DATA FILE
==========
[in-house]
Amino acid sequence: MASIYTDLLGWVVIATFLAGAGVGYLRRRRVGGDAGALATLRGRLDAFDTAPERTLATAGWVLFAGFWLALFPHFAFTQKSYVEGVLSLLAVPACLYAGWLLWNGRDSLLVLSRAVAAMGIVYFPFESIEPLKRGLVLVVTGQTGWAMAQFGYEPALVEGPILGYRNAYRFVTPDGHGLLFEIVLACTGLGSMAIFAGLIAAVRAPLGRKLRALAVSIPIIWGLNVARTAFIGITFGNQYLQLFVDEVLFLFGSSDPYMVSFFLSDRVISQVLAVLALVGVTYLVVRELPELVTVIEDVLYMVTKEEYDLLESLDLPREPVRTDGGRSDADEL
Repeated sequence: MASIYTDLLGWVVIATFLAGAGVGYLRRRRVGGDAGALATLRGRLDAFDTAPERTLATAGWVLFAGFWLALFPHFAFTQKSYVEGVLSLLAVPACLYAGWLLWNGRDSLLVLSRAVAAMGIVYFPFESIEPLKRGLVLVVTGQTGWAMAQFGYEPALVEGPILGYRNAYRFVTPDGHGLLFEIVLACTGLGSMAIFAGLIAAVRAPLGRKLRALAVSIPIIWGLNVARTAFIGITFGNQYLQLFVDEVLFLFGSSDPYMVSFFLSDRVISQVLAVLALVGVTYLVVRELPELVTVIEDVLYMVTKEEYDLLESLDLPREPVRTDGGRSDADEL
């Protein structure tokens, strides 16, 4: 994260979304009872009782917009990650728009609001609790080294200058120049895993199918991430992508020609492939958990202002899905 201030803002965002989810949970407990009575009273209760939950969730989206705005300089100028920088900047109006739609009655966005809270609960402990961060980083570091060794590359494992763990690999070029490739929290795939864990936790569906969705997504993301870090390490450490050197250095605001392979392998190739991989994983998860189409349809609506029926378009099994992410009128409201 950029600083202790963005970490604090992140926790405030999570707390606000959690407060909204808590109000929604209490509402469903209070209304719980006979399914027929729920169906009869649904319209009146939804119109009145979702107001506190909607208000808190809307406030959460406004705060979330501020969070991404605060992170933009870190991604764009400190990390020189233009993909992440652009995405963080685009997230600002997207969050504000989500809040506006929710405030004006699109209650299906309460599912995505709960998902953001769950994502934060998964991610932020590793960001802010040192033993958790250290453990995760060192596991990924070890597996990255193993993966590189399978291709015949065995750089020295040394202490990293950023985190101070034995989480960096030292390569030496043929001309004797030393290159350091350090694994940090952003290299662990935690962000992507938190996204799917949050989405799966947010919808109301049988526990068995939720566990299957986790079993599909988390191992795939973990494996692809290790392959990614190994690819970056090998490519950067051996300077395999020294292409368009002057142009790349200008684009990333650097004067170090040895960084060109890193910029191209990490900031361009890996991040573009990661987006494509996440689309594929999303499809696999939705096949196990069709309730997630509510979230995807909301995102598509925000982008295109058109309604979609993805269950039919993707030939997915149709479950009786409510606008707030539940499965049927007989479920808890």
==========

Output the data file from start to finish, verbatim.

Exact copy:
[in-house]
Amino acid sequence: MASIYTDLLGWVVIATFLAGAGVGYLRRRRVGGDAGALATLRGRLDAFDTAPERTLATAGWVLFAGFWLALFPHFAFTQKSYVEGVLSLLAVPACLYAGWLLWNGRDSLLVLSRAVAAMGIVYFPFESIEPLKRGLVLVVTGQTGWAMAQFGYEPALVEGPILGYRNAYRFVTPDGHGLLFEIVLACTGLGSMAIFAGLIAAVRAPLGRKLRALAVSIPIIWGLNVARTAFIGITFGNQYLQLFVDEVLFLFGSSDPYMVSFFLSDRVISQVLAVLALVGVTYLVVRELPELVTVIEDVLYMVTKEEYDLLESLDLPREPVRTDGGRSDADEL
Repeated sequence: MASIYTDLLGWVVIATFLAGAGVGYLRRRRVGGDAGALATLRGRLDAFDTAPERTLATAGWVLFAGFWLALFPHFAFTQKSYVEGVLSLLAVPACLYAGWLLWNGRDSLLVLSRAVAAMGIVYFPFESIEPLKRGLVLVVTGQTGWAMAQFGYEPALVEGPILGYRNAYRFVTPDGHGLLFEIVLACTGLGSMAIFAGLIAAVRAPLGRKLRALAVSIPIIWGLNVARTAFIGITFGNQYLQLFVDEVLFLFGSSDPYMVSFFLSDRVISQVLAVLALVGVTYLVVRELPELVTVIEDVLYMVTKEEYDLLESLDLPREPVRTDGGRSDADEL
């Protein structure tokens, strides 16, 4: 994260979304009872009782917009990650728009609001609790080294200058120049895993199918991430992508020609492939958990202002899905 201030803002965002989810949970407990009575009273209760939950969730989206705005300089100028920088900047109006739609009655966005809270609960402990961060980083570091060794590359494992763990690999070029490739929290795939864990936790569906969705997504993301870090390490450490050197250095605001392979392998190739991989994983998860189409349809609506029926378009099994992410009128409201 950029600083202790963005970490604090992140926790405030999570707390606000959690407060909204808590109000929604209490509402469903209070209304719980006979399914027929729920169906009869649904319209009146939804119109009145979702107001506190909607208000808190809307406030959460406004705060979330501020969070991404605060992170933009870190991604764009400190990390020189233009993909992440652009995405963080685009997230600002997207969050504000989500809040506006929710405030004006699109209650299906309460599912995505709960998902953001769950994502934060998964991610932020590793960001802010040192033993958790250290453990995760060192596991990924070890597996990255193993993966590189399978291709015949065995750089020295040394202490990293950023985190101070034995989480960096030292390569030496043929001309004797030393290159350091350090694994940090952003290299662990935690962000992507938190996204799917949050989405799966947010919808109301049988526990068995939720566990299957986790079993599909988390191992795939973990494996692809290790392959990614190994690819970056090998490519950067051996300077395999020294292409368009002057142009790349200008684009990333650097004067170090040895960084060109890193910029191209990490900031361009890996991040573009990661987006494509996440689309594929999303499809696999939705096949196990069709309730997630509510979230995807909301995102598509925000982008295109058109309604979609993805269950039919993707030939997915149709479950009786409510606008707030539940499965049927007989479920808890």